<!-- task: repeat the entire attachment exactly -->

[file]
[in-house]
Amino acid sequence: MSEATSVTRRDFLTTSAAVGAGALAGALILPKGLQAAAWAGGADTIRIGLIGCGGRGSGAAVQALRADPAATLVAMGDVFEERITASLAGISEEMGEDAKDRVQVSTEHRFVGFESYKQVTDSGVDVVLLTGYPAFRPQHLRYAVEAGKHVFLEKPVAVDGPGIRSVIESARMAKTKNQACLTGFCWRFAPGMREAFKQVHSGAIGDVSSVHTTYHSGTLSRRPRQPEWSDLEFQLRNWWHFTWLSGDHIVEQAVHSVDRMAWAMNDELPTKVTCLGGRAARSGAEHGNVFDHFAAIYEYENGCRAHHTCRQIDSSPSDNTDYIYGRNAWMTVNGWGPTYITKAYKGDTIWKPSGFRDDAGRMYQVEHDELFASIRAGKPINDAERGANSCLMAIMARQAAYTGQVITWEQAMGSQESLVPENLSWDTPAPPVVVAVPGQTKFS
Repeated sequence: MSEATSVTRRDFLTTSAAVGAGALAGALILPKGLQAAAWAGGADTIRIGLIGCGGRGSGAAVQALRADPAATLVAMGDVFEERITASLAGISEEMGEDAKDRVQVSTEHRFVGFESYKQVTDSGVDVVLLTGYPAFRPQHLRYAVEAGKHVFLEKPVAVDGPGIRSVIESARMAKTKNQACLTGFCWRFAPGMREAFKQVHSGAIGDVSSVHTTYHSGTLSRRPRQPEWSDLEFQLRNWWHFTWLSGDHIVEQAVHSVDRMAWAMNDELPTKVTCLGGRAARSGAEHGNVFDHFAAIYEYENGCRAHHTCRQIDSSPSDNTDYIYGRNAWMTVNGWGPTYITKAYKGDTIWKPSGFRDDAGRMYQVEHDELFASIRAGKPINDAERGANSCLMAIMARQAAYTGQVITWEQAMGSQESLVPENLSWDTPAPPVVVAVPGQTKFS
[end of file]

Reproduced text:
[in-house]
Amino acid sequence: MSEATSVTRRDFLTTSAAVGAGALAGALILPKGLQAAAWAGGADTIRIGLIGCGGRGSGAAVQALRADPAATLVAMGDVFEERITASLAGISEEMGEDAKDRVQVSTEHRFVGFESYKQVTDSGVDVVLLTGYPAFRPQHLRYAVEAGKHVFLEKPVAVDGPGIRSVIESARMAKTKNQACLTGFCWRFAPGMREAFKQVHSGAIGDVSSVHTTYHSGTLSRRPRQPEWSDLEFQLRNWWHFTWLSGDHIVEQAVHSVDRMAWAMNDELPTKVTCLGGRAARSGAEHGNVFDHFAAIYEYENGCRAHHTCRQIDSSPSDNTDYIYGRNAWMTVNGWGPTYITKAYKGDTIWKPSGFRDDAGRMYQVEHDELFASIRAGKPINDAERGANSCLMAIMARQAAYTGQVITWEQAMGSQESLVPENLSWDTPAPPVVVAVPGQTKFS
Repeated sequence: MSEATSVTRRDFLTTSAAVGAGALAGALILPKGLQAAAWAGGADTIRIGLIGCGGRGSGAAVQALRADPAATLVAMGDVFEERITASLAGISEEMGEDAKDRVQVSTEHRFVGFESYKQVTDSGVDVVLLTGYPAFRPQHLRYAVEAGKHVFLEKPVAVDGPGIRSVIESARMAKTKNQACLTGFCWRFAPGMREAFKQVHSGAIGDVSSVHTTYHSGTLSRRPRQPEWSDLEFQLRNWWHFTWLSGDHIVEQAVHSVDRMAWAMNDELPTKVTCLGGRAARSGAEHGNVFDHFAAIYEYENGCRAHHTCRQIDSSPSDNTDYIYGRNAWMTVNGWGPTYITKAYKGDTIWKPSGFRDDAGRMYQVEHDELFASIRAGKPINDAERGANSCLMAIMARQAAYTGQVITWEQAMGSQESLVPENLSWDTPAPPVVVAVPGQTKFS